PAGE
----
Federal Prisons:Mackerel Is The Currency of Choice
Prisoners need a proxy for the dollar because they're not allowed to possess cash. Money they get from prison jobs (which pay a maximum of 40 cents an hour) or family members goes into commissary accounts that let them buy things such as food and toiletries. After the smokes disappeared, inmates turned to other items on the commissary menu to use as currency.
Books of stamps were one easy alternative. Elsewhere in the West, prisoners use PowerBars or cans of tuna. But in much of the federal prison system, he says, mackerel has become the currency of choice.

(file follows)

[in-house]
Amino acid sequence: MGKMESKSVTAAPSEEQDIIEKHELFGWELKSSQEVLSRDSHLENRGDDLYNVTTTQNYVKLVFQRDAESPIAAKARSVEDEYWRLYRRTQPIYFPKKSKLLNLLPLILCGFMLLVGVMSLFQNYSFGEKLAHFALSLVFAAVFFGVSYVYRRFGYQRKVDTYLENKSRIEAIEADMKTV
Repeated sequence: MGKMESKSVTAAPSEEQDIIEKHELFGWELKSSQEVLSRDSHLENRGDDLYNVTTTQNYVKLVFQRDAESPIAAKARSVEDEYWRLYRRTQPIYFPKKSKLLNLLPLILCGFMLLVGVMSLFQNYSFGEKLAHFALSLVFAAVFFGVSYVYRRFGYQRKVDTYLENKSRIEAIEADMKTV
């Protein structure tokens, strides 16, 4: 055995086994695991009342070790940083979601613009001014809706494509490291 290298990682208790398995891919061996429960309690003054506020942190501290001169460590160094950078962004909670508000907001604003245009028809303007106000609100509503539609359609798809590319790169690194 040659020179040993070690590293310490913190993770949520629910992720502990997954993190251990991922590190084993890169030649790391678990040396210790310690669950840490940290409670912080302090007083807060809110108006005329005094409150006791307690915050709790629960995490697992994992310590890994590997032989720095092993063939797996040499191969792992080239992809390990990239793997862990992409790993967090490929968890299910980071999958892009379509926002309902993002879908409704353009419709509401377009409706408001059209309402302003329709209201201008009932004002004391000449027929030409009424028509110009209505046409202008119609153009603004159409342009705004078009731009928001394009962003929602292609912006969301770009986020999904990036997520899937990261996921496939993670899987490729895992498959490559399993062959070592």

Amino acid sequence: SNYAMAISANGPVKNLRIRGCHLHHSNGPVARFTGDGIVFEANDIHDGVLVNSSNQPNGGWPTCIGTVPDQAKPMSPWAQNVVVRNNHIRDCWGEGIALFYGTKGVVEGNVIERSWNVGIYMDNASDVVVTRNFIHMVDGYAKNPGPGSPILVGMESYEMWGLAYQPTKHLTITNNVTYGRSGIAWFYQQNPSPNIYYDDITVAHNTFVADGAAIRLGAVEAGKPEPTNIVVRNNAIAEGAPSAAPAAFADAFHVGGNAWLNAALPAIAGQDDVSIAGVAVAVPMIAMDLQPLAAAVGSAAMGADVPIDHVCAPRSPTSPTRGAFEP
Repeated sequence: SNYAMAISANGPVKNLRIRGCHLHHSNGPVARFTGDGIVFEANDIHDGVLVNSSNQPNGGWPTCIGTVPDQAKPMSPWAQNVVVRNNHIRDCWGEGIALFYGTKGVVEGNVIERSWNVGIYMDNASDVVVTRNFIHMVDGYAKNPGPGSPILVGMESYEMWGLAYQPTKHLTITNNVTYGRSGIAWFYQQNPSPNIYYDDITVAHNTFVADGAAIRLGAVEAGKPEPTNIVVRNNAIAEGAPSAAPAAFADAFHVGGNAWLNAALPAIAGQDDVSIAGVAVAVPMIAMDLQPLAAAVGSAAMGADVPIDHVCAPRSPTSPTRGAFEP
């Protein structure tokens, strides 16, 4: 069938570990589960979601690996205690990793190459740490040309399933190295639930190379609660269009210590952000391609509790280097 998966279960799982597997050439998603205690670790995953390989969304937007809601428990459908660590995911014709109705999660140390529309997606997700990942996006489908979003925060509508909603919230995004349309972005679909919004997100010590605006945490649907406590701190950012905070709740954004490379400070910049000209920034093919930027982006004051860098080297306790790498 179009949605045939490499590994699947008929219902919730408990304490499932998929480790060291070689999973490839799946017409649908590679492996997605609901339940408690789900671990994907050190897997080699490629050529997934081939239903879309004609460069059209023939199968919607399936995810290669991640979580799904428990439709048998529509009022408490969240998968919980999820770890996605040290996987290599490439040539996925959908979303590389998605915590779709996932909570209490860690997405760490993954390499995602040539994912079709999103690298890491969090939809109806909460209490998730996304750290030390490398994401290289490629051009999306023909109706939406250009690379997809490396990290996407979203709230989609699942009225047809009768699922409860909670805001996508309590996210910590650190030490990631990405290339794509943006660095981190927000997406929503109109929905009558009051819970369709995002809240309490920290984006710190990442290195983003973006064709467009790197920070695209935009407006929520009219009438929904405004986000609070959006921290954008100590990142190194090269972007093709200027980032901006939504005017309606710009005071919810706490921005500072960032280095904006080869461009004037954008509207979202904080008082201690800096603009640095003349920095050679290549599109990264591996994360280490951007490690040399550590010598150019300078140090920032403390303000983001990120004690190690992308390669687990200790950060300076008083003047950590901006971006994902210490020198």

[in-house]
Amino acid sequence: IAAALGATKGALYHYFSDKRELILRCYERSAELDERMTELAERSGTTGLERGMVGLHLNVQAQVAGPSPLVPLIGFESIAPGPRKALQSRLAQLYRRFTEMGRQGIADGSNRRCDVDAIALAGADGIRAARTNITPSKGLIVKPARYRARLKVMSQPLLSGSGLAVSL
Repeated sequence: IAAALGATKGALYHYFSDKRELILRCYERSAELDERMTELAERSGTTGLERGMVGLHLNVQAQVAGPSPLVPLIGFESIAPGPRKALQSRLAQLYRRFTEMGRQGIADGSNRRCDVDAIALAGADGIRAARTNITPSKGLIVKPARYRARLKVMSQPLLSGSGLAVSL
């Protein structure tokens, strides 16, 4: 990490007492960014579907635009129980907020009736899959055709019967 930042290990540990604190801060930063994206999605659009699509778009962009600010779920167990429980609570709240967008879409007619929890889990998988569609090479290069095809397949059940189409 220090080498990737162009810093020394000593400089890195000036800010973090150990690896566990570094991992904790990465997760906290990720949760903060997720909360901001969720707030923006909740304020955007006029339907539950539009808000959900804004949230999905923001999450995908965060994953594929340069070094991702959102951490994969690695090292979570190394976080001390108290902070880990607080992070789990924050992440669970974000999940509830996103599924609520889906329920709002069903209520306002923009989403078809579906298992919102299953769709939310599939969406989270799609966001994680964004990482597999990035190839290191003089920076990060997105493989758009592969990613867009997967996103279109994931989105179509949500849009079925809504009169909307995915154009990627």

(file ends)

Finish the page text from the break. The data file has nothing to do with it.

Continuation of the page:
HT: Clover Aguayo
Related: "The Economic Organization of a P.O.W. Camp" in Economica 1945, a classic article about the "cigarette currency" system that emerged in most POW camps in WWII
Related: The word "salary," and the expression "being worth one's salt," derive from the word "salt," which was once a commodity form of money.